What would be your desert island discs?
My desert island discs would be Vauxhall and I by Morrissey. It would be Sgt. Pepper and Revolver. And Kiss me, Kiss me, Kiss me by the Cure.
Good choices, good choices. Now I was reading about a story you told in another interview a while back, about how you wanted to release your first album featuring backing tracks from the Chennai Orchestra quite specifically, rather than the New York Philharmonic. I was wondering, is that attention to detail and vision you had quite important to preserve?
Yeah, you know, it is. For me, the most important thing is I think when you have a vision for something, it’s important to see it through. And if you don’t see it through, you end up ultimately with a watered now version of your original vision. Now, that’s not saying that the vision can’t change or evolve, and I understand that, but most of the time if I hear something in my head, I want it to get the idea fully across, and I like to see that vision through.
So, on my first album, when we got our record deal with Mercury, I wanted to put the orchestra on some piece of some of the songs. And I was living in Los Angeles at the time and the record company was like “Hey, why don’t you use the LA Philharmonic, or any other orchestral group out here?” and what I needed while I was recording was something that ultimately the orchestra in Chennai would have understood, like the expression and the inflection. I mean, it’s something very something in Indian music that’s a very difficult thing for, you know, unless you spent your entire life doing that, you wouldn’t know exactly what it was supposed to be.
So, my producer and I love Chennai and recorded strings there, in a studio with a big orchestra. So that I helped get behind and I heard the final product and it was really beautiful and I was excited. So, you know, I’m a fan of seeing the vision through for that reason. There are certain elements of what I try to do that can only be achieved in certain ways. For example, I can’t get any of the sound that I’m going for if I used a MIDI keyboard to try and recreate some of the analogue synthesisers, it wouldn’t sound the same. And I think that people feel it without knowing why they feel it, but there’s a difference. So yeah, I think that’s just my desire to be the purest about something. I like going to the real thing when I can.
Alright, excellent. Now, I was wondering, how did you first get into sort of scoring television, and do you have any advice for people looking to follow in your career path?
I mean, yeah, the way I got started was I was a singer-songwriter in a band. I did that for many years, you know, making albums and releasing them and touring as a musician, and getting my music out there. And so much of what I did in the early years of the band is so important because a) it taught me how to write songs. It taught me how to produce songs. It taught me how to record and engineer my own work. It taught me how to, you know, use pro tools and recording software and I didn’t think those tools would be so important until know, where I’m constantly in a situation where I’m having to produce and record, and write my own material on very, very tight schedules. You know, I have a week to record for the show that I work on, and so you have to be your own engineer, your own producer, your own mixer sometimes.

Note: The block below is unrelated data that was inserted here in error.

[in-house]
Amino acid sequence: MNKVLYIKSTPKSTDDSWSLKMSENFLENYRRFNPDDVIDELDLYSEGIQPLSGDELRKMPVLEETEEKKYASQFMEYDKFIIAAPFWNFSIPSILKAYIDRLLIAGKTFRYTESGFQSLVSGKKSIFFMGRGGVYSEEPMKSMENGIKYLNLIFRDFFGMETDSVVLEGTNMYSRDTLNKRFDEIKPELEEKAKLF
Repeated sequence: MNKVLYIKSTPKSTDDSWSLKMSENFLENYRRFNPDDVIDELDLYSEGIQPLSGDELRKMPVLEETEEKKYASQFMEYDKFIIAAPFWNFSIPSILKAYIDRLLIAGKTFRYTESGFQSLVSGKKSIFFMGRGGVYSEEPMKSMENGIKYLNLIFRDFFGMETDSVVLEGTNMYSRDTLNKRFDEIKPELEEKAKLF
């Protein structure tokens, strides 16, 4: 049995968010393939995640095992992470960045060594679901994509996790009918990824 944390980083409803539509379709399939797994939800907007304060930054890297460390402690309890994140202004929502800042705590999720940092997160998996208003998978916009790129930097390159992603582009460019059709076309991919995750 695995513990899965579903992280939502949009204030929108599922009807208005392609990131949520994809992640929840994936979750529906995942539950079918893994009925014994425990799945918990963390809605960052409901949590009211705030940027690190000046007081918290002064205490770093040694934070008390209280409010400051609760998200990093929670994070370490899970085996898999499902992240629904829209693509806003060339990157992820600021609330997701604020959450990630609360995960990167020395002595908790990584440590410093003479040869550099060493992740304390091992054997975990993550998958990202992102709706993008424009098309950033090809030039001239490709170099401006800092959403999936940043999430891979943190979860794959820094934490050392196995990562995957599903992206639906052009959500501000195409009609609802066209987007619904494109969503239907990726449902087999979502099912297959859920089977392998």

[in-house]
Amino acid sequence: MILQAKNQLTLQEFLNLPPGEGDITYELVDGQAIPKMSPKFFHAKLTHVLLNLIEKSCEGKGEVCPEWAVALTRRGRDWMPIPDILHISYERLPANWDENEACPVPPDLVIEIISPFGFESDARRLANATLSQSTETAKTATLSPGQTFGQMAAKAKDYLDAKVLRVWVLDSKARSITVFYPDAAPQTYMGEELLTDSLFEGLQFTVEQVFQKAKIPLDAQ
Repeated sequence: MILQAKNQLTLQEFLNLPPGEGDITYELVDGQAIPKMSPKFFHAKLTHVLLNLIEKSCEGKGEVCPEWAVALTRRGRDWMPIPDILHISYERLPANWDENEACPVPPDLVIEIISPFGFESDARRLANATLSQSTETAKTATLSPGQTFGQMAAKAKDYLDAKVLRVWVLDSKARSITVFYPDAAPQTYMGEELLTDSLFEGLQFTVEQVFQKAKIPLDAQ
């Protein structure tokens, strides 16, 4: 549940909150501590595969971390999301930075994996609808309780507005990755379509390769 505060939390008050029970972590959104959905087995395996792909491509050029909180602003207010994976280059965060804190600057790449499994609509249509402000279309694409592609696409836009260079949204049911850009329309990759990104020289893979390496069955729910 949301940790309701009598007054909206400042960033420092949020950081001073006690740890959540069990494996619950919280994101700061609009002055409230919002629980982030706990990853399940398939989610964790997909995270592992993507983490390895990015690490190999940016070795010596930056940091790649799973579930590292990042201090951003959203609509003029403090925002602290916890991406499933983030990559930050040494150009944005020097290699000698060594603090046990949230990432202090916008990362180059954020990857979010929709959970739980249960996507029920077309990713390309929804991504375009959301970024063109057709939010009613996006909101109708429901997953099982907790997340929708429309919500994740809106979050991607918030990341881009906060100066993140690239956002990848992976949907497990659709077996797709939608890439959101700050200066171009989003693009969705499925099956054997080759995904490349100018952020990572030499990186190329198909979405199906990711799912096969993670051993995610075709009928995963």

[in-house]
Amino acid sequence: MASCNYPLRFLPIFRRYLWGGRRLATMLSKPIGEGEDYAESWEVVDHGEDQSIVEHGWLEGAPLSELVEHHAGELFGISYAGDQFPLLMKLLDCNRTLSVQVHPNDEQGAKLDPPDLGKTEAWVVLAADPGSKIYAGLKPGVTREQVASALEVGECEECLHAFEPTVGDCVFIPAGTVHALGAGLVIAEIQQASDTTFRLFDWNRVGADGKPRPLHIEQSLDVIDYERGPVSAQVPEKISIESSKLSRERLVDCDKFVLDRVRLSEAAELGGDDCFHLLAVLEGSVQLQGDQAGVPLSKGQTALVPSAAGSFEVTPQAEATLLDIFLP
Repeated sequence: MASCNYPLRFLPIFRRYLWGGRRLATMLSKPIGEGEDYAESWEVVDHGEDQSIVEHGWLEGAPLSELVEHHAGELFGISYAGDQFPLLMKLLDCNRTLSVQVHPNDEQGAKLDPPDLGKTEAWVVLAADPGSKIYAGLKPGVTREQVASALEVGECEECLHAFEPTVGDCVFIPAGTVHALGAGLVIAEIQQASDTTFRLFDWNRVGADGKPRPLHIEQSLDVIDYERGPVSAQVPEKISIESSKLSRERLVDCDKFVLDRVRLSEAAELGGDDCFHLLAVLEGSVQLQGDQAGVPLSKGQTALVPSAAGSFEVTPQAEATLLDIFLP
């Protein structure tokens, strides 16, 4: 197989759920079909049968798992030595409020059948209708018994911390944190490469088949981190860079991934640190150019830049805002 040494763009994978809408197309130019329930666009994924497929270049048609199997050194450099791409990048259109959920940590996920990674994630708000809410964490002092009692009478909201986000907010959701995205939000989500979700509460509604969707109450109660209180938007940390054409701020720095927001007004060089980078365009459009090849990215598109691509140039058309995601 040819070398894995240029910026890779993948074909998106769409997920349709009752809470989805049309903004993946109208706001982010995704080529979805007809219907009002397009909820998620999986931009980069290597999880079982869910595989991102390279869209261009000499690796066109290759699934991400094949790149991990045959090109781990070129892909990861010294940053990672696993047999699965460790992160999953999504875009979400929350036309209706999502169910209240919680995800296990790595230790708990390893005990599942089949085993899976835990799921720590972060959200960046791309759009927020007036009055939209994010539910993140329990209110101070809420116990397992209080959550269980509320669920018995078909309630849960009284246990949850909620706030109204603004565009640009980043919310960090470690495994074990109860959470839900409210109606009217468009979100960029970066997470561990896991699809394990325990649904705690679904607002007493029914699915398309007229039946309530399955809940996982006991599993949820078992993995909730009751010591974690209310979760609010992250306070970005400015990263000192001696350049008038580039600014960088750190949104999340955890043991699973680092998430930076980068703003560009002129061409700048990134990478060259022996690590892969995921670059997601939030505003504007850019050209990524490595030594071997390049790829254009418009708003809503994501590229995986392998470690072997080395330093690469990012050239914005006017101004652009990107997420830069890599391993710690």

One lesson is that anything you can do as a musician, outside of scoring, outside of television, all of that is training, you know. And there’s so much that you should learn as a singer-songwriter or a musician, or whatever you do, learning all these other tools is important, because it’ll come in handy later. So for me, spending so many years as a musician, and I’ve developed kind of a strong fanbase among lots of different people, including directors and producers of film and television. And they’ll be listening to my stuff on the radio, or coming to my shows. And so those things, they’re relationships that develop from there as well, and so that’s one way that really helped me get hired on projects.
My first start was actually my friend from college, Dan Fogelman, who’s a successful screenwriter, and he wrote ‘Cars’, and ‘Crazy, Stupid, Love’, and he is one of the most successful screenwriters in Hollywood today. He had been doing a bunch of TV shows and films, but we never worked together, because I was always touring or making albums, and you know, that’s what I was doing. And he called me and said “Hey, will you come and compose my show?” And I kinda didn’t know what to think, because I thought I wouldn’t know what I was doing. And I did, and I said “Sure, I’ll do it.” And I did it and it kind of led to so many other projects. So that was a personal relationship that helped start it, but it was also, you know, years of work as a singer-songwriter that gave my friend Dan the confidence to hire me as well. So, he’d heard my music for years, he heard my album, he liked what I was doing. He wanted that sensibility that I knew I would work.
One final question. What is the main thing you’d hope someone takes away from listening to your music?
Well I think when you’re watching these shows and films, the key with the score is, the best reason of doing these scores, is the feeling. To aim to kind of not even know it’s there. Because great score, I think, feels a bit under the skin, and it makes you feel something without forcing it on you. That subtlety is one of the most beautiful parts of the score, when a lot of people feel it so well. And then there are the other side where my score plays like a central role in the scene, sometimes without dialogue or covering a silent montage. I think it’s important to have a melodic hook that remains as earworms. So, for me, the most successful scores are scores that can make you feel something without hitting you over the head with it. And then, when you are hit over the head with it, you always remember those melodies.
Excellent! Siddhartha Khosla, thank you very much!